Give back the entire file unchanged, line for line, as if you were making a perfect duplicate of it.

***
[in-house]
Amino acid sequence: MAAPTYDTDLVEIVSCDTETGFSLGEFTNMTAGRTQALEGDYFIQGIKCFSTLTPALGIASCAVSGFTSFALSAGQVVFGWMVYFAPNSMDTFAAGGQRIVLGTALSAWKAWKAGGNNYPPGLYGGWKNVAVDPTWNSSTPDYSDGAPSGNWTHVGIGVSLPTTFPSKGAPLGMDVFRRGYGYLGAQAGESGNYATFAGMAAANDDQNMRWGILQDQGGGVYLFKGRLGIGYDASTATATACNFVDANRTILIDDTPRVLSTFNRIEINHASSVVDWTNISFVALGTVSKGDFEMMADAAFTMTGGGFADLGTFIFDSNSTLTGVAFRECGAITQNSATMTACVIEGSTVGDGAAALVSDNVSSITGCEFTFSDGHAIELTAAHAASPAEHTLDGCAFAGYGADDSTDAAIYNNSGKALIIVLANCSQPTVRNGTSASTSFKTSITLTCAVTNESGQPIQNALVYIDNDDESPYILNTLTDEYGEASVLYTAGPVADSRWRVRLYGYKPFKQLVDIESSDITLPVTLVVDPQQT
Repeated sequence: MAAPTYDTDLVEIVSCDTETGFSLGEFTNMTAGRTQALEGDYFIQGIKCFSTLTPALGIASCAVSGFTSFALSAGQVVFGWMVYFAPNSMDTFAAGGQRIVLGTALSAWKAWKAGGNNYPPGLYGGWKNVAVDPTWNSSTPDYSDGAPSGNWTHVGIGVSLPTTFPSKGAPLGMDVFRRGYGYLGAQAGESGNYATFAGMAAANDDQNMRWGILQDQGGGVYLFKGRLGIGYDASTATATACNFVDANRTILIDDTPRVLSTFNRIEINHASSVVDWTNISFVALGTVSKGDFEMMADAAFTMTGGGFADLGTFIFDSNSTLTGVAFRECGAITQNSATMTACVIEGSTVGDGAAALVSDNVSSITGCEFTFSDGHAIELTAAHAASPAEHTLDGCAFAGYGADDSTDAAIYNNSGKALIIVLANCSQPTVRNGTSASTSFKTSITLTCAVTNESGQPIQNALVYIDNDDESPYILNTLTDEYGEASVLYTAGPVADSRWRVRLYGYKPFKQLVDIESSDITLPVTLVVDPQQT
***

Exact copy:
[in-house]
Amino acid sequence: MAAPTYDTDLVEIVSCDTETGFSLGEFTNMTAGRTQALEGDYFIQGIKCFSTLTPALGIASCAVSGFTSFALSAGQVVFGWMVYFAPNSMDTFAAGGQRIVLGTALSAWKAWKAGGNNYPPGLYGGWKNVAVDPTWNSSTPDYSDGAPSGNWTHVGIGVSLPTTFPSKGAPLGMDVFRRGYGYLGAQAGESGNYATFAGMAAANDDQNMRWGILQDQGGGVYLFKGRLGIGYDASTATATACNFVDANRTILIDDTPRVLSTFNRIEINHASSVVDWTNISFVALGTVSKGDFEMMADAAFTMTGGGFADLGTFIFDSNSTLTGVAFRECGAITQNSATMTACVIEGSTVGDGAAALVSDNVSSITGCEFTFSDGHAIELTAAHAASPAEHTLDGCAFAGYGADDSTDAAIYNNSGKALIIVLANCSQPTVRNGTSASTSFKTSITLTCAVTNESGQPIQNALVYIDNDDESPYILNTLTDEYGEASVLYTAGPVADSRWRVRLYGYKPFKQLVDIESSDITLPVTLVVDPQQT
Repeated sequence: MAAPTYDTDLVEIVSCDTETGFSLGEFTNMTAGRTQALEGDYFIQGIKCFSTLTPALGIASCAVSGFTSFALSAGQVVFGWMVYFAPNSMDTFAAGGQRIVLGTALSAWKAWKAGGNNYPPGLYGGWKNVAVDPTWNSSTPDYSDGAPSGNWTHVGIGVSLPTTFPSKGAPLGMDVFRRGYGYLGAQAGESGNYATFAGMAAANDDQNMRWGILQDQGGGVYLFKGRLGIGYDASTATATACNFVDANRTILIDDTPRVLSTFNRIEINHASSVVDWTNISFVALGTVSKGDFEMMADAAFTMTGGGFADLGTFIFDSNSTLTGVAFRECGAITQNSATMTACVIEGSTVGDGAAALVSDNVSSITGCEFTFSDGHAIELTAAHAASPAEHTLDGCAFAGYGADDSTDAAIYNNSGKALIIVLANCSQPTVRNGTSASTSFKTSITLTCAVTNESGQPIQNALVYIDNDDESPYILNTLTDEYGEASVLYTAGPVADSRWRVRLYGYKPFKQLVDIESSDITLPVTLVVDPQQT